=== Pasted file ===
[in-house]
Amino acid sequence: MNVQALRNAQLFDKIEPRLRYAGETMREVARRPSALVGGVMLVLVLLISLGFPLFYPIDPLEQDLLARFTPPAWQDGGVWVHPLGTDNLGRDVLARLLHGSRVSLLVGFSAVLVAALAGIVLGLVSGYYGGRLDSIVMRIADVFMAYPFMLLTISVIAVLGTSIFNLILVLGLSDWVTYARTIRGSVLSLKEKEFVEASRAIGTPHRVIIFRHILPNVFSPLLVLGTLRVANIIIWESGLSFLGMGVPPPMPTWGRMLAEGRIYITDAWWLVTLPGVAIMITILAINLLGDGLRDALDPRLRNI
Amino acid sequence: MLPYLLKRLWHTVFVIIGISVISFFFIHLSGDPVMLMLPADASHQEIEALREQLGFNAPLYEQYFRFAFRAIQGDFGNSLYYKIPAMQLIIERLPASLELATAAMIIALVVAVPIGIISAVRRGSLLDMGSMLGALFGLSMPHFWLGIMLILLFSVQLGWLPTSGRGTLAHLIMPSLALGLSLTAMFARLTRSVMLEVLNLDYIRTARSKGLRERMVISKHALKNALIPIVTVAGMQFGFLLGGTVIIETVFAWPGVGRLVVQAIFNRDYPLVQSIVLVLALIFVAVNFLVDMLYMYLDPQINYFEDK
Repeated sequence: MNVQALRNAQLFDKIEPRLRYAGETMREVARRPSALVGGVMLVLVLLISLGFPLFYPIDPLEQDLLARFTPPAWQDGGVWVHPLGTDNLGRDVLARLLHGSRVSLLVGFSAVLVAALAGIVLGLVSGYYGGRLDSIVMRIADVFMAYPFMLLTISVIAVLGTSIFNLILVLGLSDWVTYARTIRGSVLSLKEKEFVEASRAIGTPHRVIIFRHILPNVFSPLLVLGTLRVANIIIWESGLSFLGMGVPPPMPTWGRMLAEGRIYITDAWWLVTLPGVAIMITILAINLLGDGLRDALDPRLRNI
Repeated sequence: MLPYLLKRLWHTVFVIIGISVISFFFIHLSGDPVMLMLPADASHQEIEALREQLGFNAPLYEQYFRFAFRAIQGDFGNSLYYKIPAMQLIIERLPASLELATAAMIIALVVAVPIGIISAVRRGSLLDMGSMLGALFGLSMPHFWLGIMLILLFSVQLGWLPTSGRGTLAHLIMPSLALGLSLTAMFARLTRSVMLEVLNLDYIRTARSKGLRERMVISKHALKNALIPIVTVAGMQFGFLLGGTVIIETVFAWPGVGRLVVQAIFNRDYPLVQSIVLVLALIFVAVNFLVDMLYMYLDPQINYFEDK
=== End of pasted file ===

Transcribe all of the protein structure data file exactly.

[in-house]
Amino acid sequence: MNVQALRNAQLFDKIEPRLRYAGETMREVARRPSALVGGVMLVLVLLISLGFPLFYPIDPLEQDLLARFTPPAWQDGGVWVHPLGTDNLGRDVLARLLHGSRVSLLVGFSAVLVAALAGIVLGLVSGYYGGRLDSIVMRIADVFMAYPFMLLTISVIAVLGTSIFNLILVLGLSDWVTYARTIRGSVLSLKEKEFVEASRAIGTPHRVIIFRHILPNVFSPLLVLGTLRVANIIIWESGLSFLGMGVPPPMPTWGRMLAEGRIYITDAWWLVTLPGVAIMITILAINLLGDGLRDALDPRLRNI
Amino acid sequence: MLPYLLKRLWHTVFVIIGISVISFFFIHLSGDPVMLMLPADASHQEIEALREQLGFNAPLYEQYFRFAFRAIQGDFGNSLYYKIPAMQLIIERLPASLELATAAMIIALVVAVPIGIISAVRRGSLLDMGSMLGALFGLSMPHFWLGIMLILLFSVQLGWLPTSGRGTLAHLIMPSLALGLSLTAMFARLTRSVMLEVLNLDYIRTARSKGLRERMVISKHALKNALIPIVTVAGMQFGFLLGGTVIIETVFAWPGVGRLVVQAIFNRDYPLVQSIVLVLALIFVAVNFLVDMLYMYLDPQINYFEDK
Repeated sequence: MNVQALRNAQLFDKIEPRLRYAGETMREVARRPSALVGGVMLVLVLLISLGFPLFYPIDPLEQDLLARFTPPAWQDGGVWVHPLGTDNLGRDVLARLLHGSRVSLLVGFSAVLVAALAGIVLGLVSGYYGGRLDSIVMRIADVFMAYPFMLLTISVIAVLGTSIFNLILVLGLSDWVTYARTIRGSVLSLKEKEFVEASRAIGTPHRVIIFRHILPNVFSPLLVLGTLRVANIIIWESGLSFLGMGVPPPMPTWGRMLAEGRIYITDAWWLVTLPGVAIMITILAINLLGDGLRDALDPRLRNI
Repeated sequence: MLPYLLKRLWHTVFVIIGISVISFFFIHLSGDPVMLMLPADASHQEIEALREQLGFNAPLYEQYFRFAFRAIQGDFGNSLYYKIPAMQLIIERLPASLELATAAMIIALVVAVPIGIISAVRRGSLLDMGSMLGALFGLSMPHFWLGIMLILLFSVQLGWLPTSGRGTLAHLIMPSLALGLSLTAMFARLTRSVMLEVLNLDYIRTARSKGLRERMVISKHALKNALIPIVTVAGMQFGFLLGGTVIIETVFAWPGVGRLVVQAIFNRDYPLVQSIVLVLALIFVAVNFLVDMLYMYLDPQINYFEDK